A state-by-state look at winter's latest wallop; cold temperatures, heavy snowfall across US

The Associated Press

A salt truck clears the road eastbound along Broadway during a winter storm on Tuesday, Feb. 4, 2014 in Columbia, Mo. A winter storm bore down on Missouri Tuesday, dumping enough snow to make roads treacherous and forcing the cancellation of dozens of flights and hundreds of schools. Eight to 11 inches of snow were forecast across a large portion of northern and central Missouri, said Mike July, a meteorologist with the National Weather Service’s office in the Kansas City suburb of Pleasant Hill. (AP Photo/The Columbia Daily Tribune, Ryan Henriksen)

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Blowing snow may have been a factor in a fatal crash in eastern Nebraska involving a farm tractor and a pickup truck, authorities said.

The Saunders County Sheriff's Office said 36-year-old Arlin Kasuske, of Ashland, was driving a pickup Tuesday afternoon near a county road when a tractor in the other lane attempted to make a left turn into a farm driveway.

The tractor's front-end loader collided with the side of Kasuske's pickup. He was pronounced dead at the scene.

The driver of the tractor was not injured.


Gov. Maggie Hassan warned New Hampshire residents to limit their travel during the upcoming winter storm.

She said state government agencies will liberally allow leave for employees who cannot safely travel to work on Wednesday.

Ahead of the storm, Hassan postponed Wednesday's scheduled State of the State address and the University of New Hampshire in Durham cancelled classes on Wednesday.


Dozens of schools delayed opening Tuesday as New Jersey dug out from the storm, which dumped more than 9 inches of snow on parts of the state. A winter storm warning was in effect for the state's northern counties until 9 a.m. Wednesday.

Forecasters say Sussex, Warren and Morris counties could receive 6 to 10 inches of snow and up to a tenth of an inch of ice before the precipitation changes over to freezing rain and sleet.


A record-breaking winter dry spell came to an abrupt end in Albuquerque, which saw around 3 inches of snow. That ended the longest period between December and February without any precipitation for the city.

Nearly 4 inches of snow also were recorded in Sana Fe, prompting school officials to cancel classes.

The Department of Transportation says Interstate 25 between Rowe and Raton is snow-packed and icy, and U.S. 64 is snow-packed and icy for about 45 miles east of I-25 and about 70 miles west of I-25.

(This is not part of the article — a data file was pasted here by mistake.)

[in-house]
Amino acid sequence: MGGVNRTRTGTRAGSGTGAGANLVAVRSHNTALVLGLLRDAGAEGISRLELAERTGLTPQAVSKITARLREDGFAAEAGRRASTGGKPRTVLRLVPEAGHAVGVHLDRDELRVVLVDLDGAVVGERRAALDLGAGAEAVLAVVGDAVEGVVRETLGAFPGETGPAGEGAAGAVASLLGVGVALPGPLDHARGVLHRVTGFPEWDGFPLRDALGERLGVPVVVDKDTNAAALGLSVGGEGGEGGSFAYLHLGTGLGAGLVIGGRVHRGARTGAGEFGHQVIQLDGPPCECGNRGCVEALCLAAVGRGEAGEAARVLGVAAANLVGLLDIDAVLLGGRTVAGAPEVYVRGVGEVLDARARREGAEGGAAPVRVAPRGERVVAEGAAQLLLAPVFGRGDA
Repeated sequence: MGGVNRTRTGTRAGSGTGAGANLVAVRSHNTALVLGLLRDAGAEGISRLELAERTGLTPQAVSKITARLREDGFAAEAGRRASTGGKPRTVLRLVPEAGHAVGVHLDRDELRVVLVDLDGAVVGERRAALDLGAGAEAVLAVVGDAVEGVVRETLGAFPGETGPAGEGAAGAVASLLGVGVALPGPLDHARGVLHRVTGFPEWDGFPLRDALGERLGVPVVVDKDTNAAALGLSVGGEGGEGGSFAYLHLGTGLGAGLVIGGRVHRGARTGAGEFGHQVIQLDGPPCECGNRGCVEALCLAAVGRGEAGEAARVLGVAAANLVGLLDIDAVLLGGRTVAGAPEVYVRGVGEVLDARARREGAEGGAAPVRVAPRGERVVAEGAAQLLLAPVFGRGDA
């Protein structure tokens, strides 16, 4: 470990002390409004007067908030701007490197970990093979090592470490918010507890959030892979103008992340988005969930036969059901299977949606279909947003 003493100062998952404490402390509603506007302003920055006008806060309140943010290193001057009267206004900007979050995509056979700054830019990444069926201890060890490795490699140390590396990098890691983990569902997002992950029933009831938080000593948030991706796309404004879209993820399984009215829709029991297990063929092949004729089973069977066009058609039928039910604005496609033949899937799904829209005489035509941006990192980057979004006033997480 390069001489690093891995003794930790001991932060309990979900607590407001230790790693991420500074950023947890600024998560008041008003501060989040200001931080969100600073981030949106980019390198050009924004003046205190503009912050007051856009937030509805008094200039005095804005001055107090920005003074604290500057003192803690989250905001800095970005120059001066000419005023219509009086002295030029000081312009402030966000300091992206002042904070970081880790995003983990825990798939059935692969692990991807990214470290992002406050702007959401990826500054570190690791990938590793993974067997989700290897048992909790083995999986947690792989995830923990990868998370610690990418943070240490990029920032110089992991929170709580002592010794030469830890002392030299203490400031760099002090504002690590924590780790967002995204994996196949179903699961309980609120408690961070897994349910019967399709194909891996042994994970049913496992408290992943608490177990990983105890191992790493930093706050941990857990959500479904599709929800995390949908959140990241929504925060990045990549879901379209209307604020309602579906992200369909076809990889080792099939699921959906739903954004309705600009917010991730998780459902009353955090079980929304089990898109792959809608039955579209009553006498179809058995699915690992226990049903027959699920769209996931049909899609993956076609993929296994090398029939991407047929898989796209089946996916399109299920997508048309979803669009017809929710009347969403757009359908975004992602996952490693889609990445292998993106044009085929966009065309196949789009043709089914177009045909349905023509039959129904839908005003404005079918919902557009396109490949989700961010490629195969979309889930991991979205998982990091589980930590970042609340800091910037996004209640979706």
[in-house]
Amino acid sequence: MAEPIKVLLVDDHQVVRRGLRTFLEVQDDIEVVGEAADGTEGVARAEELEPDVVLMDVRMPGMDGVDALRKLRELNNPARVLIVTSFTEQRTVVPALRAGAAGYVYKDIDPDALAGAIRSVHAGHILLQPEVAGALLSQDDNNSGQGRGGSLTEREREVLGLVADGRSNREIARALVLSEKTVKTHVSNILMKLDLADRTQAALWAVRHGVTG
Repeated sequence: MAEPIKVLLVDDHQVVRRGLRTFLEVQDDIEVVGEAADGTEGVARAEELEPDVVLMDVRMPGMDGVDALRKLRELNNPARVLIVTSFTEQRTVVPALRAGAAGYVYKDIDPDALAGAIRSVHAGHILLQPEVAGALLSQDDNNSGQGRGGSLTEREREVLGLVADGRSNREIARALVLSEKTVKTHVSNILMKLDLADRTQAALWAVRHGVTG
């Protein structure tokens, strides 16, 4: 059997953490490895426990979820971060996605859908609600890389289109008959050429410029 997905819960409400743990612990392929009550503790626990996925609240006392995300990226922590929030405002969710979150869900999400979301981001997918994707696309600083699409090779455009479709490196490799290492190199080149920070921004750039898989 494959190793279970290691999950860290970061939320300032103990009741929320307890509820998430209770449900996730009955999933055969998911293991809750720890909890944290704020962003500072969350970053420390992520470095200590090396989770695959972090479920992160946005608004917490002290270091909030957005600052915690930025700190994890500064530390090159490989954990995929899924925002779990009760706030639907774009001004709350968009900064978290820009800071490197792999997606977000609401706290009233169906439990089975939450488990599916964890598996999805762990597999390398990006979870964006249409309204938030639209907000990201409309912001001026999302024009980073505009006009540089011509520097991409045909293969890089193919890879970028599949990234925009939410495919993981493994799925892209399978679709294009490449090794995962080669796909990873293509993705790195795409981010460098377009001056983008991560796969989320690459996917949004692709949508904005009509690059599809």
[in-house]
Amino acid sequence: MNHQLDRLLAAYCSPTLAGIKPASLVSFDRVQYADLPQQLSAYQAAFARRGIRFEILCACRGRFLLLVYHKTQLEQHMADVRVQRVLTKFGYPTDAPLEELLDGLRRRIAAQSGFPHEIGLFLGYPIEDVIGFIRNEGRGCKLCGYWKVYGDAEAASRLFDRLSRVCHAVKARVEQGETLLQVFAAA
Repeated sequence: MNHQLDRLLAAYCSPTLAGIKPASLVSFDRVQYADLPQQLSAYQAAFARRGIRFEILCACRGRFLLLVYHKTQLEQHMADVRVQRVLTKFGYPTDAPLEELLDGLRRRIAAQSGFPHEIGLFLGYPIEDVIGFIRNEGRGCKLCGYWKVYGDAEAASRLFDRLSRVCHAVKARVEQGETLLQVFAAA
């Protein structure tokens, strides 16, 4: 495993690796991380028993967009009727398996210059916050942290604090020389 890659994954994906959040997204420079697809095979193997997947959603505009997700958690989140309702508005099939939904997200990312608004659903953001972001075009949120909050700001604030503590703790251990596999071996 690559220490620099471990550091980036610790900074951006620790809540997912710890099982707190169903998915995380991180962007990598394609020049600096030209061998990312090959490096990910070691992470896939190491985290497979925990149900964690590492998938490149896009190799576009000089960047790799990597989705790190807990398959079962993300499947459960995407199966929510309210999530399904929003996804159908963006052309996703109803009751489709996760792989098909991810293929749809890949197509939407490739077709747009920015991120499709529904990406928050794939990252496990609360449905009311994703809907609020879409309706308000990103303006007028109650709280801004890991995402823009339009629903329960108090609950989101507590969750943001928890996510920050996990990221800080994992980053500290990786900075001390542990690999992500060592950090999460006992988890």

A utility was warning New Yorkers about possible power outages due to the mix of snow and freezing rain.

Con Edison noted that snow and ice can bring trees and limbs down onto power lines, causing outages.

The National Weather Service has issued a winter storm warning that starts overnight and continues until 6 p.m. Wednesday. New York City was expected to get 4 to 8 inches of snow, plus about one-tenth of an inch of ice.


Ohioans were bracing for a messy rush hour on Wednesday morning, with another 6 to 10 inches of snow expected on the ground overnight.

Southeastern Ohio, which got the brunt of a snowstorm Monday, could escape the worst this time, getting its precipitation in the form of freezing rain and sleet.

The storms are causing a shortage of road salt in some Ohio counties. Geauga County, in northeast Ohio, will combat the coming storm with cinders while it awaits another shipment of salt.

In Columbus, the city's "snow warriors" were treating 300 miles of roadway with a brine solution to help keep snow and ice from bonding to the pavement.


The winter storm that dumped several inches of snow and sleet throughout a huge swath of Oklahoma Tuesday snarled some traffic and closed schools yet again.

But the moisture from the snowfall proved beneficial for one group of Oklahomans — the farmers and ranchers who have suffered through countless drought patterns, parched land and withered crops.

Forecasters say some areas of northern Oklahoma could see up to 10 inches of snow as the storm pummels the state.


State officials planned to gather at the headquarters of the Pennsylvania Emergency Management Agency overnight, starting Tuesday evening with representatives from PennDOT, the State Police, the Pennsylvania Turnpike and the National Guard.

Shortly before midnight they will be joined by the Red Cross and a host of other state agencies, said PEMA spokesman Cory Angell.

The storm was expected to start rolling into the western areas of the state shortly after dark and reach the Harrisburg area around 10 p.m. Significant accumulations — perhaps a half-inch of ice in some areas — were expected to be on the ground by the Wednesday morning commute.